André Aciman’s “Call Me By Your Name” explores the devastating power of a first love. The novel is told in flashbacks from the perspective of the protagonist Elio, who falls in love with the American writer’s stay at his family’s summer home in Italy. After much observation and fantasizing – almost forgetting his budding romance with a local girl – teenage Elio learns that the attraction is mutual, and a passionate, almost obsessive romance ensues. The book, largely set in the early 1980s, was adapted into an Oscar-winning film by Luca Guadagnino in 2018, starring Timothée Chalamet as Elio. While the film ultimately mitigates the tensions between its central lovers – alluding only to a blushing scene with a peach – and largely ignores its female characters, its release and win of the Oscar for Best Adapted Screenplay rekindled well-deserved interest in Aciman’s heart -Wrenching coming-of-age story.

“Fire Shut Up in My Bones” (2014)

By Charles Blow

Journalist and commentator Charles Blow’s powerful memoir, Fire Shut Up in My Bones, tells how a childhood marked by sexual abuse gave way to an adult life plagued by self-doubt. As he describes in the book, the New York Times commentator grew up in a small town in Louisiana and grew up in a large, complicated family where there was both good and bad. When he was just 7 years old, Blow was abused by an older cousin, and this trauma, along with dangerous, pervasive ideas about masculinity, left him struggling with his bisexuality well into adulthood.

“Conversations with Friends” (2017)

By Sally Rooney

At just 26 years old, Irish writer Sally Rooney published her debut novel, Conversations With Friends, to great success. The story centers on Bobbi and Frances, former friends turned best friends who begin a long flirtation with a married couple they met while performing spoken word poetry. As the friends spend more time with the couple – chic photographer and writer Melissa and handsome actor Nick – Rooney examines how gender and sexuality determine power in relationships among seemingly equals. While the plot draws on a rich tradition of books about complicated dating, Rooney’s novel brings a modern twist to the subject with its sexually fluid perspective.

“Hunger: A Memoir of (My) Body” (2017)

By Roxane Gay

The same year that author Roxane Gay published Hunger: A Memoir of (My) Body, she also published the short story collection Difficult Women. In some ways the books are similar, as both deal with sexual violence and the scars it leaves behind. But “Hunger,” which Gay calls “by far the hardest” book she’s ever written, goes one step further, offering a raw, personal account of rape, overeating and life as a queer black woman. While hardly an understated story, Gay’s memoir speaks to the statistical reality about the victimization of bisexual women and the ways in which they are ignored and even censored.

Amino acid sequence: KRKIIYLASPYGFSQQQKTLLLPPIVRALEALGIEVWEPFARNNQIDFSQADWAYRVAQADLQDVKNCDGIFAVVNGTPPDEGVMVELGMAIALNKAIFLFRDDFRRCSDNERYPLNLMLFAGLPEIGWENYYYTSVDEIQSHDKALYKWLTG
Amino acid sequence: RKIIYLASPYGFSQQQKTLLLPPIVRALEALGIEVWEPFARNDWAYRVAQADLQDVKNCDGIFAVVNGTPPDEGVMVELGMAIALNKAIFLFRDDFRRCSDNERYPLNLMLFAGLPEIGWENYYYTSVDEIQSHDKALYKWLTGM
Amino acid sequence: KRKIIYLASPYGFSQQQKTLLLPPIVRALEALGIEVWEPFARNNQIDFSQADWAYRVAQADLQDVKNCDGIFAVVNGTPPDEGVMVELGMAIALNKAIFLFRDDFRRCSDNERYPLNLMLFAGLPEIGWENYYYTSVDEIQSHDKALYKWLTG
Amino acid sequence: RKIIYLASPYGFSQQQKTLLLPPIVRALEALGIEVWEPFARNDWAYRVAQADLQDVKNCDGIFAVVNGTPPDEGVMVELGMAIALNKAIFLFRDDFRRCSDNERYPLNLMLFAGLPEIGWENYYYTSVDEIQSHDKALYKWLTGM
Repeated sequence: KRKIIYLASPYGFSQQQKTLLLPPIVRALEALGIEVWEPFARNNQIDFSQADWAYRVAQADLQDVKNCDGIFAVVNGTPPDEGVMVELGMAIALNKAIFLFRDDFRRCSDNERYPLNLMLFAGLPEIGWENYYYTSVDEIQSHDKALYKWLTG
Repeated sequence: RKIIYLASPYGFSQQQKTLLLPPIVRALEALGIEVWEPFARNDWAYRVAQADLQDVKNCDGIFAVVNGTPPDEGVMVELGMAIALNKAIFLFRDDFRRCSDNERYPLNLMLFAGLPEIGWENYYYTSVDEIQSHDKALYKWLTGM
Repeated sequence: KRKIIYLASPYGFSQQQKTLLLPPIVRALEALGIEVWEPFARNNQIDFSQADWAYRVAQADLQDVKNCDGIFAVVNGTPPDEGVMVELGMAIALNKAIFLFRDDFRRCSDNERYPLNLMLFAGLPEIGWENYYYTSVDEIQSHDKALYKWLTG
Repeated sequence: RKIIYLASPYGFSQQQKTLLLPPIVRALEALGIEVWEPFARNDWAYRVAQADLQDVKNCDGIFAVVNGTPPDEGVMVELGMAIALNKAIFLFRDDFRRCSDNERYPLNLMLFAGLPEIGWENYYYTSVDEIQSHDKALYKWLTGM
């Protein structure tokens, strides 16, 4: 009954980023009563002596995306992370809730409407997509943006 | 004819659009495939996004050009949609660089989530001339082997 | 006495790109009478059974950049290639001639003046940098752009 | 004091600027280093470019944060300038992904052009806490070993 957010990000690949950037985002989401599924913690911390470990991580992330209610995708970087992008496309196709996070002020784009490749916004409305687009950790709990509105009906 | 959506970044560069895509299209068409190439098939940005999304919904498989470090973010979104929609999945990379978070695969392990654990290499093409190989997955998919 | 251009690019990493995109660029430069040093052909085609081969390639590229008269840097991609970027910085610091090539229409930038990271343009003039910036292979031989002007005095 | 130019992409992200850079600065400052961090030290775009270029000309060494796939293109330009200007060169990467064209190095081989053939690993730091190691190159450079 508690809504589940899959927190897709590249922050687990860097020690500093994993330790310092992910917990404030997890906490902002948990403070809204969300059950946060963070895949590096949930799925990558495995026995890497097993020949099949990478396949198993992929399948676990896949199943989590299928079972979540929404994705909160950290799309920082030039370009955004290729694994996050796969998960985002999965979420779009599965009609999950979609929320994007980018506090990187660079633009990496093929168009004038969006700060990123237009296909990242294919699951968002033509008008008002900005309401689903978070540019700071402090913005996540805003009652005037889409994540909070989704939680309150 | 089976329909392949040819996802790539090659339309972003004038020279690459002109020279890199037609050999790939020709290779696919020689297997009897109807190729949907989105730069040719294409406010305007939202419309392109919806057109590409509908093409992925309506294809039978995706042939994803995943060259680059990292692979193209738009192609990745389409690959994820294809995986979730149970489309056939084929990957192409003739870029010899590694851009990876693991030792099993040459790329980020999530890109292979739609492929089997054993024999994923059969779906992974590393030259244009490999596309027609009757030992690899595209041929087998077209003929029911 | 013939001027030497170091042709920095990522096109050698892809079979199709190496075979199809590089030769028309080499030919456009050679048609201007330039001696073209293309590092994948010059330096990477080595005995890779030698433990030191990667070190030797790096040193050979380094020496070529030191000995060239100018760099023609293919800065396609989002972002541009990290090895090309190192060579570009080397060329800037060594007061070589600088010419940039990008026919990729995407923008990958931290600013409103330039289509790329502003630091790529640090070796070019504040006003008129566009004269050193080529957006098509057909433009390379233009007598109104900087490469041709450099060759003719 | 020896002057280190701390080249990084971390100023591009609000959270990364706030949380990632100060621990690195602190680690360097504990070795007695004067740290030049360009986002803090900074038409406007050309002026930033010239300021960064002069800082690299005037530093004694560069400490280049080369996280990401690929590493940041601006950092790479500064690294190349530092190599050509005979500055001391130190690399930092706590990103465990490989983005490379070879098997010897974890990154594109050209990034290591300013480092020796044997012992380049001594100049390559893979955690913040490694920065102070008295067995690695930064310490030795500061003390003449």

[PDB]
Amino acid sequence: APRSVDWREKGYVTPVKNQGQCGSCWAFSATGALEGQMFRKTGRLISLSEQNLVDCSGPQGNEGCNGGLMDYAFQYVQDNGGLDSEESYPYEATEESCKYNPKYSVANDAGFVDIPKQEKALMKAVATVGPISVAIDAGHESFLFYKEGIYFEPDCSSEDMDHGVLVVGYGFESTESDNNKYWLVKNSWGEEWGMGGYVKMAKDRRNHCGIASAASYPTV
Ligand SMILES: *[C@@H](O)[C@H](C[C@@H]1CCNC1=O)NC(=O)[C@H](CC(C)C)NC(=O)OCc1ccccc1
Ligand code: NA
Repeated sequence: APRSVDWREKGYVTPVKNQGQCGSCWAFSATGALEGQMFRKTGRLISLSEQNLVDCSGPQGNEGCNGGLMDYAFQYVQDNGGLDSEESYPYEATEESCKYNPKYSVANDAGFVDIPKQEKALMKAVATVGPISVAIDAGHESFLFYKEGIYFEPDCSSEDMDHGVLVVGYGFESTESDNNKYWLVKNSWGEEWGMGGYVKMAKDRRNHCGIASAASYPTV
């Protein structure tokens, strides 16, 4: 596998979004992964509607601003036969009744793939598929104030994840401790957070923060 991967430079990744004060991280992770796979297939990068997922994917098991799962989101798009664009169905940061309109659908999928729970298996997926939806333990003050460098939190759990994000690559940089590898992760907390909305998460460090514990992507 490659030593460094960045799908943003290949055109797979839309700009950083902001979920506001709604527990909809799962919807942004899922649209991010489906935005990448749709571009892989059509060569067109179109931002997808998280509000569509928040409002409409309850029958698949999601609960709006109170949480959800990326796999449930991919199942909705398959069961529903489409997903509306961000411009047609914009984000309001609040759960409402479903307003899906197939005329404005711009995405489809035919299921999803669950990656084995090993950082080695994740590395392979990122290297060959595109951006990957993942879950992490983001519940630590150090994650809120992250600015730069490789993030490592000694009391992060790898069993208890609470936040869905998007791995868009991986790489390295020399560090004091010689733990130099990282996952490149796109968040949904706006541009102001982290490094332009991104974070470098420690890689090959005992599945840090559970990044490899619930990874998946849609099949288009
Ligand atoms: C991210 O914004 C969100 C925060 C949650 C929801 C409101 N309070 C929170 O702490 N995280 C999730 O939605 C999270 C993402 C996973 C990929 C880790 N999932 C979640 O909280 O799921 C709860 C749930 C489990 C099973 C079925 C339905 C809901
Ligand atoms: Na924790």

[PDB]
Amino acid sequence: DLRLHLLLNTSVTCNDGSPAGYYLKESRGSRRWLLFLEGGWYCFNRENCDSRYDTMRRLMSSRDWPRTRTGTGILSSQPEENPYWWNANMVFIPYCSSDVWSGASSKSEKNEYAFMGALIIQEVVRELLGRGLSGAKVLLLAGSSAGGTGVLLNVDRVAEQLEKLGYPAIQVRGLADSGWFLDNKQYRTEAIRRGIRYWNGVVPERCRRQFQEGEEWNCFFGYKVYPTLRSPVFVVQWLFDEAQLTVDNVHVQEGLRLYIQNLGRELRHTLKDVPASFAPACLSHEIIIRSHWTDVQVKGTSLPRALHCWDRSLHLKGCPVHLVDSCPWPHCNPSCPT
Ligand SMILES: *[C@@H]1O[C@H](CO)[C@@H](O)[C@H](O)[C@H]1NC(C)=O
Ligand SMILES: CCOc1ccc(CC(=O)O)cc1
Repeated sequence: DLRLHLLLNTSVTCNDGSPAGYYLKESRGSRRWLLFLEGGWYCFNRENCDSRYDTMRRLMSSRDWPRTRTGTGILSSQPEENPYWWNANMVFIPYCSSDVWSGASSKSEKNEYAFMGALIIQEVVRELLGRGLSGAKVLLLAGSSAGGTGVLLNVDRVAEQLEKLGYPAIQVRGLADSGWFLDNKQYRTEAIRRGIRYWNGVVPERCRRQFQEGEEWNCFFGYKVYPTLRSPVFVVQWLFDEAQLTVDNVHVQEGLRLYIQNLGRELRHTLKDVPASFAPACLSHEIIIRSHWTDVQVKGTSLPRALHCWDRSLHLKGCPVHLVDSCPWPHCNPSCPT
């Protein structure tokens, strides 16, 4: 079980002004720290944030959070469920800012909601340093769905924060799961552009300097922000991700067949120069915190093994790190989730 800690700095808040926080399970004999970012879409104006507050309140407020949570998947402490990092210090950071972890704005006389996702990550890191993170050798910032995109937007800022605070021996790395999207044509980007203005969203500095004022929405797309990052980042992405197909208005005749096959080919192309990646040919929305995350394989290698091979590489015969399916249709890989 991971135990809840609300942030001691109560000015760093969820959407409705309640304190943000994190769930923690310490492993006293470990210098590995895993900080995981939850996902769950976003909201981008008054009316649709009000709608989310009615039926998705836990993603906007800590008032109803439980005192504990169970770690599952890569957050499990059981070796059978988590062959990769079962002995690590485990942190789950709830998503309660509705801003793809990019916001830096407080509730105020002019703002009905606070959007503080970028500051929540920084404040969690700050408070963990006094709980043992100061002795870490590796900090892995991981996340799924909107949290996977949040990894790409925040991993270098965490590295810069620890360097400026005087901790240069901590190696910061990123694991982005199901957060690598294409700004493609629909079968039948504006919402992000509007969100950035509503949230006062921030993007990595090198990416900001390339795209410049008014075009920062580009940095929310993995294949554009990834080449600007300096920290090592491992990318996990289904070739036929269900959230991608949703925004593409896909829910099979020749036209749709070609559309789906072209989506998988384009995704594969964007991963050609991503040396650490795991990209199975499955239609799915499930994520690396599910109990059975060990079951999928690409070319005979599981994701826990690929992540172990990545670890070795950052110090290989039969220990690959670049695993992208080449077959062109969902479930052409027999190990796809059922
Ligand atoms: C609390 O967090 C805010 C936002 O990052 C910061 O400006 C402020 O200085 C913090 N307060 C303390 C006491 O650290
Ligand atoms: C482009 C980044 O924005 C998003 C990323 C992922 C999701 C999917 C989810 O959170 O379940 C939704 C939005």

“Heartstopper” volumes 1-4 (2019-2021)

By Alice Oseman

Even before Alice Oseman’s YA graphic novel series Heartstopper, which first appeared as a webcomic, was adapted into a popular Netflix show, it had a large cult following. The four-volume series, which gets a fifth installment later this year, follows the romance between two classmates at a British boys’ school, which begins in proper rom-com style. As the series begins, Charlie, an introvert bullied for being gay, and Nick, the charming star of the school’s rugby team, meet in the classroom and the two develop a warm friendship that eventually develops into a healthy friendship Romance.

“Red, White and Royal Blue” (2019)

By Casey McQuiston

Casey McQuiston’s debut novel “Red, White & Royal Blue” is a case study in the power of BookTok: thanks to its viral spread in the literary-minded TikTok sub-community, McQuiston’s young adult romance has held must-read status since its publication. The novel is about a heated relationship sparked (by a rivalry) between the fictional son of the US president, Alex, and second in line to the British throne, Prince Henry. The junior world leaders’ torrid romance, complicated by the fact that none of them are outside, is also the subject of a 2023 film adaptation by Tony Award-winning playwright Matthew López.

“Old Enough” (2023)

By Haley Jakobson

Haley Jakobson’s debut novel, Old Enough, reckons with a kind of assault that doesn’t often appear in works of art but is a common coming-of-age trauma. As the book begins, Savannah, a 19-year-old bisexual college student, is experiencing the usual ups and downs of life as a queer sophomore, including finding her community and dealing with a current “situation.” But the normality of Savannah’s college life is interrupted when her childhood best friend, Izzie, reaches out after her engagement. With that, the memories of a non-consensual sexual encounter with Izzie’s brother come flooding back, along with the way she was abandoned and shamed by her friend – and everyone else who couldn’t bear that particular, shared trauma.

Brian Ashcraft